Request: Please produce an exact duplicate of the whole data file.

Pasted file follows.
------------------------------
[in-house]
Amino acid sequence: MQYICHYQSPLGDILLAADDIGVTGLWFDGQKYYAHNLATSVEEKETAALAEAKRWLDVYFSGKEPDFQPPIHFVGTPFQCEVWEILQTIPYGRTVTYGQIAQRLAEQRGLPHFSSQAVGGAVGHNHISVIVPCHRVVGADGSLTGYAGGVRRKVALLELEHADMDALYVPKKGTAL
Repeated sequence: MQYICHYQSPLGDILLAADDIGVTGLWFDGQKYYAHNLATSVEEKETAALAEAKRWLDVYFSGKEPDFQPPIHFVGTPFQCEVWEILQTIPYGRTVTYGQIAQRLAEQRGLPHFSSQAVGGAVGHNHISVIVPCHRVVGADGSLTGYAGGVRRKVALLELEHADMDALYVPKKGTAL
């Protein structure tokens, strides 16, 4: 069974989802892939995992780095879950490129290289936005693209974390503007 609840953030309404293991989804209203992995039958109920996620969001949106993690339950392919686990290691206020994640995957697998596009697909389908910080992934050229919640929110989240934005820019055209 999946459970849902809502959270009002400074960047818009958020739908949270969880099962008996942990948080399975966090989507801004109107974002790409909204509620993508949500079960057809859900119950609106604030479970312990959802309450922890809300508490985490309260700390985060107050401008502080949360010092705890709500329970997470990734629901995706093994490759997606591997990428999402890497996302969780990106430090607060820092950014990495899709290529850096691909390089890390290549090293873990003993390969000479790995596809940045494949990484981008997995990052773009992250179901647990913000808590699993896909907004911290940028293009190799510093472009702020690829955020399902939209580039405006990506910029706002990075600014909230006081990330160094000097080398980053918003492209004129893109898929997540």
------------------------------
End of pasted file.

[in-house]
Amino acid sequence: MQYICHYQSPLGDILLAADDIGVTGLWFDGQKYYAHNLATSVEEKETAALAEAKRWLDVYFSGKEPDFQPPIHFVGTPFQCEVWEILQTIPYGRTVTYGQIAQRLAEQRGLPHFSSQAVGGAVGHNHISVIVPCHRVVGADGSLTGYAGGVRRKVALLELEHADMDALYVPKKGTAL
Repeated sequence: MQYICHYQSPLGDILLAADDIGVTGLWFDGQKYYAHNLATSVEEKETAALAEAKRWLDVYFSGKEPDFQPPIHFVGTPFQCEVWEILQTIPYGRTVTYGQIAQRLAEQRGLPHFSSQAVGGAVGHNHISVIVPCHRVVGADGSLTGYAGGVRRKVALLELEHADMDALYVPKKGTAL
């Protein structure tokens, strides 16, 4: 069974989802892939995992780095879950490129290289936005693209974390503007 609840953030309404293991989804209203992995039958109920996620969001949106993690339950392919686990290691206020994640995957697998596009697909389908910080992934050229919640929110989240934005820019055209 999946459970849902809502959270009002400074960047818009958020739908949270969880099962008996942990948080399975966090989507801004109107974002790409909204509620993508949500079960057809859900119950609106604030479970312990959802309450922890809300508490985490309260700390985060107050401008502080949360010092705890709500329970997470990734629901995706093994490759997606591997990428999402890497996302969780990106430090607060820092950014990495899709290529850096691909390089890390290549090293873990003993390969000479790995596809940045494949990484981008997995990052773009992250179901647990913000808590699993896909907004911290940028293009190799510093472009702020690829955020399902939209580039405006990506910029706002990075600014909230006081990330160094000097080398980053918003492209004129893109898929997540």